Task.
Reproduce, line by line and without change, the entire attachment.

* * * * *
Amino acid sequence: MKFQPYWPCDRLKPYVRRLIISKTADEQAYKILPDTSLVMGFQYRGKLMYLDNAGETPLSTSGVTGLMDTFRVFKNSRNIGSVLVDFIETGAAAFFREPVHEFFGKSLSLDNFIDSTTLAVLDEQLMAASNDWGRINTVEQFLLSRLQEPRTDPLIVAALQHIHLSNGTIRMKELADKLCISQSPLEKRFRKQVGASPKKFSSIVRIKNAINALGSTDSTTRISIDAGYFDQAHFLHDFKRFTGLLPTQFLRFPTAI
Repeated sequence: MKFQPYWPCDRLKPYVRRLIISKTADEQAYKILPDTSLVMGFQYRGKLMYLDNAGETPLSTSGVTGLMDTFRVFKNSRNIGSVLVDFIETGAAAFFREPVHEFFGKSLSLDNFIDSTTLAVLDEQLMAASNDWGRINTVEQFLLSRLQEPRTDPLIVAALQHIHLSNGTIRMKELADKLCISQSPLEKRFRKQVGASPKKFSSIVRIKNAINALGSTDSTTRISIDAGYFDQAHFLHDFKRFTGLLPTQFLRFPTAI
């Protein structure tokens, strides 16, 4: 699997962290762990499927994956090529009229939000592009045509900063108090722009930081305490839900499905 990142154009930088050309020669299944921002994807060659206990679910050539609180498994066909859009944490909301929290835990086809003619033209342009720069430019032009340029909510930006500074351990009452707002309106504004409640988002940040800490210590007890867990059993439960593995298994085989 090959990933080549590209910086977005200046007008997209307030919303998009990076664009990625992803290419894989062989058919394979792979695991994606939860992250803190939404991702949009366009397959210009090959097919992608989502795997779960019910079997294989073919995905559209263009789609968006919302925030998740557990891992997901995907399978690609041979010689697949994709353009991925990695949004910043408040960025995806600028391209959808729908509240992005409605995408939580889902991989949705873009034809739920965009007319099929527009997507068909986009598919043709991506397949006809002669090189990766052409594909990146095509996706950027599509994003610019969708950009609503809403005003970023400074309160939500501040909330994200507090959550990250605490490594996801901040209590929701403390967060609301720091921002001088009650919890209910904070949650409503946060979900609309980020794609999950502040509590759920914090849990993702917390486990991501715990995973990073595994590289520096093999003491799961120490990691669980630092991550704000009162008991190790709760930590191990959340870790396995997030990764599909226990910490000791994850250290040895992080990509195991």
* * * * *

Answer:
Amino acid sequence: MKFQPYWPCDRLKPYVRRLIISKTADEQAYKILPDTSLVMGFQYRGKLMYLDNAGETPLSTSGVTGLMDTFRVFKNSRNIGSVLVDFIETGAAAFFREPVHEFFGKSLSLDNFIDSTTLAVLDEQLMAASNDWGRINTVEQFLLSRLQEPRTDPLIVAALQHIHLSNGTIRMKELADKLCISQSPLEKRFRKQVGASPKKFSSIVRIKNAINALGSTDSTTRISIDAGYFDQAHFLHDFKRFTGLLPTQFLRFPTAI
Repeated sequence: MKFQPYWPCDRLKPYVRRLIISKTADEQAYKILPDTSLVMGFQYRGKLMYLDNAGETPLSTSGVTGLMDTFRVFKNSRNIGSVLVDFIETGAAAFFREPVHEFFGKSLSLDNFIDSTTLAVLDEQLMAASNDWGRINTVEQFLLSRLQEPRTDPLIVAALQHIHLSNGTIRMKELADKLCISQSPLEKRFRKQVGASPKKFSSIVRIKNAINALGSTDSTTRISIDAGYFDQAHFLHDFKRFTGLLPTQFLRFPTAI
């Protein structure tokens, strides 16, 4: 699997962290762990499927994956090529009229939000592009045509900063108090722009930081305490839900499905 990142154009930088050309020669299944921002994807060659206990679910050539609180498994066909859009944490909301929290835990086809003619033209342009720069430019032009340029909510930006500074351990009452707002309106504004409640988002940040800490210590007890867990059993439960593995298994085989 090959990933080549590209910086977005200046007008997209307030919303998009990076664009990625992803290419894989062989058919394979792979695991994606939860992250803190939404991702949009366009397959210009090959097919992608989502795997779960019910079997294989073919995905559209263009789609968006919302925030998740557990891992997901995907399978690609041979010689697949994709353009991925990695949004910043408040960025995806600028391209959808729908509240992005409605995408939580889902991989949705873009034809739920965009007319099929527009997507068909986009598919043709991506397949006809002669090189990766052409594909990146095509996706950027599509994003610019969708950009609503809403005003970023400074309160939500501040909330994200507090959550990250605490490594996801901040209590929701403390967060609301720091921002001088009650919890209910904070949650409503946060979900609309980020794609999950502040509590759920914090849990993702917390486990991501715990995973990073595994590289520096093999003491799961120490990691669980630092991550704000009162008991190790709760930590191990959340870790396995997030990764599909226990910490000791994850250290040895992080990509195991």